Today’s lectionary passage actually shows up half way down the bread trail and seems to serve as a kind of pivot for the whole story, a sharp turn that leads somewhere important. So I want to briefly start there, before going back to the beginning to see how we got there, and then continue beyond it to see where things are headed. So this is Mark 7:24-30, the story of Jesus and the Syrophoenician woman.
It’s a somewhat bizarre, even troubling story, mainly because Jesus seems to use an ethnic slur to refer to a woman who has come to him for help. Maybe not quite as troubling as parents scheming to abandon their starving children, or meeting up with a cannibalistic witch in the middle of the forest, but troubling nonetheless. Which is OK. It may have been intended this way.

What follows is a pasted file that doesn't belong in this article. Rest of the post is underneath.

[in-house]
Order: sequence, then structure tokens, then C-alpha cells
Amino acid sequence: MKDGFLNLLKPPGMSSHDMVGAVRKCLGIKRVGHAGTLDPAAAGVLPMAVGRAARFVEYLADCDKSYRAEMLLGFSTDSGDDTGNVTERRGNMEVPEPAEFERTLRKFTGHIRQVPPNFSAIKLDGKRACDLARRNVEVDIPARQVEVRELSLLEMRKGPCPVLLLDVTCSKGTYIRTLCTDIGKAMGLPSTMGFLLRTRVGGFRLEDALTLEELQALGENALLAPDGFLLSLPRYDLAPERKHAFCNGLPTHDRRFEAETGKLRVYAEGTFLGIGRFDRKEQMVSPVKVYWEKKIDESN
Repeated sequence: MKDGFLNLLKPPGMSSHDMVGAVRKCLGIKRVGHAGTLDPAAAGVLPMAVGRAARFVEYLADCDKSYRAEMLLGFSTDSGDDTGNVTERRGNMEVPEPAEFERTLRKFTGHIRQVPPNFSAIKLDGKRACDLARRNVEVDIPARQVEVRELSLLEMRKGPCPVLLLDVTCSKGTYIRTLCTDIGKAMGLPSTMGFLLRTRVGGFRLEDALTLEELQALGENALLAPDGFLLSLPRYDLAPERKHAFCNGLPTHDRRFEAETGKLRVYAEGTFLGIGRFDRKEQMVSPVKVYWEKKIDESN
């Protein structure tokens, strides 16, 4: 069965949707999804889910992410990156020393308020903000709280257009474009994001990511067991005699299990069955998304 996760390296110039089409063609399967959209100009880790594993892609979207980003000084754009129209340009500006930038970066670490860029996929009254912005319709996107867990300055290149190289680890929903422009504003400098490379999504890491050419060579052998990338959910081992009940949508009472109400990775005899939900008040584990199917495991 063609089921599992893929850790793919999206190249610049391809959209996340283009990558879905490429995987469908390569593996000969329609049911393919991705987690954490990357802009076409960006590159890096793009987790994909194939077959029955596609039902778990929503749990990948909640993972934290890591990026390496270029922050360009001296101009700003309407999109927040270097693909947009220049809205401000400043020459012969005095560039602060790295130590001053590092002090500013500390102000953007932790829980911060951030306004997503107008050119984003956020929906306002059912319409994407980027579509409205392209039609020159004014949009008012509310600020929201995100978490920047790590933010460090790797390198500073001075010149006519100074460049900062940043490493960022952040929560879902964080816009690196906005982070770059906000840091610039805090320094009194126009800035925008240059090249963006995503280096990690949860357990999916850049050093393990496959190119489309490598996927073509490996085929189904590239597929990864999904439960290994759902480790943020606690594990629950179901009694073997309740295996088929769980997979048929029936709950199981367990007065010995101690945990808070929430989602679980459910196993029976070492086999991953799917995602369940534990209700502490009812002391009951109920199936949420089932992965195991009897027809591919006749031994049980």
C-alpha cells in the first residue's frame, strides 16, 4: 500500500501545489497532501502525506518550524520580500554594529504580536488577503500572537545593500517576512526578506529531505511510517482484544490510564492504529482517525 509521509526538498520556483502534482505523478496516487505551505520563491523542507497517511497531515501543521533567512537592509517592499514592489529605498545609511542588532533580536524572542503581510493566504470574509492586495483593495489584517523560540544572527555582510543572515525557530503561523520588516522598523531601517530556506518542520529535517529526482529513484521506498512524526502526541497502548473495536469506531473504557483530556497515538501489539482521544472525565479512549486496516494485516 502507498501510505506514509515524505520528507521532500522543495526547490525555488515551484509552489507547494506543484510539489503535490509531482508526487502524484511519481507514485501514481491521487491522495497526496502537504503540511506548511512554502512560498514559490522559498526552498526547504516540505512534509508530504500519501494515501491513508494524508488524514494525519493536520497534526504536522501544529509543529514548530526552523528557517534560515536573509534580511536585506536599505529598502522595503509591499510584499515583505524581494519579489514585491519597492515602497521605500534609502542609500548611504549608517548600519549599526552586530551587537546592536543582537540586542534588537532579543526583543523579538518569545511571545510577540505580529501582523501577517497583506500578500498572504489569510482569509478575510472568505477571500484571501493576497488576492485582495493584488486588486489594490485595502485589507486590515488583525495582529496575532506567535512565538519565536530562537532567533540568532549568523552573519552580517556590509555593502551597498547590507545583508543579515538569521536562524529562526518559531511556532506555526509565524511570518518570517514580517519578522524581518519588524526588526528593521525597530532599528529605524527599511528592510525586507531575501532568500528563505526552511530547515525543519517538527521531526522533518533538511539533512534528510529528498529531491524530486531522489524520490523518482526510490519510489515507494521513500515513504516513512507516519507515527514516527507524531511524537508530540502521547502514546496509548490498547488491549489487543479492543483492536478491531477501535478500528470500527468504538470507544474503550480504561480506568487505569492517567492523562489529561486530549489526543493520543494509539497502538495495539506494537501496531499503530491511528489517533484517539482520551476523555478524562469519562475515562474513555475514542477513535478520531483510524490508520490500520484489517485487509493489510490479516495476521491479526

Geography plays an important role in this sequence in Mark and we are told here that Jesus “set out and went away to the region of Tyre.” This is an area north of Jewish territory in Palestine. If you are looking at a Bible from the pews you can actually keep a finger in Mark and then turn all the way to the back where there are some maps and there’s one which is the next to last map which shows some of the geography that’s going to be important here. It’s titled Palestine in the Time of Jesus. So if you look up along the coast of the Mediterranean Sea, you’ll come to Tyre, which is north of Galilee where Jesus is from and where he has done his teaching up to this point. And you may want to keep your finger back there in the map because there are some other places that will be referenced a little later.